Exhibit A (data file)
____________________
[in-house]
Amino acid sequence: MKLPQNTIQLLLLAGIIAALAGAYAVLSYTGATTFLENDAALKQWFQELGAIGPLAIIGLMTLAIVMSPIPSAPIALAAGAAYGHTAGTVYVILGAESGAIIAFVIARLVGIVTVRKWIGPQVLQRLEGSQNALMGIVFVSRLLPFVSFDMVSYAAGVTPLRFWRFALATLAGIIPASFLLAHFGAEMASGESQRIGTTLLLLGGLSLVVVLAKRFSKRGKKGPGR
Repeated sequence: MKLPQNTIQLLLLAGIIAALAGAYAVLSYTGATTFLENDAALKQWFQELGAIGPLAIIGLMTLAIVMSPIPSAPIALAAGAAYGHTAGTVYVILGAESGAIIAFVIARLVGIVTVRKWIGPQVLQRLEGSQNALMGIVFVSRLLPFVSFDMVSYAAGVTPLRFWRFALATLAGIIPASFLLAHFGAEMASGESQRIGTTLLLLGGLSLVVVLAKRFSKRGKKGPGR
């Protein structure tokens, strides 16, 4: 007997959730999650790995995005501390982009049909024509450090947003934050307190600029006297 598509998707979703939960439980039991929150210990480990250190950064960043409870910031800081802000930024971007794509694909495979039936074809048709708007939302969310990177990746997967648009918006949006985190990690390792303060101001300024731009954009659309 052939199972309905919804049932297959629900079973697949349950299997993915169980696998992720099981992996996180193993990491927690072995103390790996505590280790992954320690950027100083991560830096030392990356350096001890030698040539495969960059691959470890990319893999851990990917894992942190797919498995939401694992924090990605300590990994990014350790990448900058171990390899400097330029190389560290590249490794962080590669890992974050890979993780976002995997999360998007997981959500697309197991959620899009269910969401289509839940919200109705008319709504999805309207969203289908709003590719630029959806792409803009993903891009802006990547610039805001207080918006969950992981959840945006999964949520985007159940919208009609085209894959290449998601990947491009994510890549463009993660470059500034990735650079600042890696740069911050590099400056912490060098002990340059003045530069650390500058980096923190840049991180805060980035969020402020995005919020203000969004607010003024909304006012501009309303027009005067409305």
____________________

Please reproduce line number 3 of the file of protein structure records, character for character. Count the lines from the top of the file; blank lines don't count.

Repeated sequence: MKLPQNTIQLLLLAGIIAALAGAYAVLSYTGATTFLENDAALKQWFQELGAIGPLAIIGLMTLAIVMSPIPSAPIALAAGAAYGHTAGTVYVILGAESGAIIAFVIARLVGIVTVRKWIGPQVLQRLEGSQNALMGIVFVSRLLPFVSFDMVSYAAGVTPLRFWRFALATLAGIIPASFLLAHFGAEMASGESQRIGTTLLLLGGLSLVVVLAKRFSKRGKKGPGR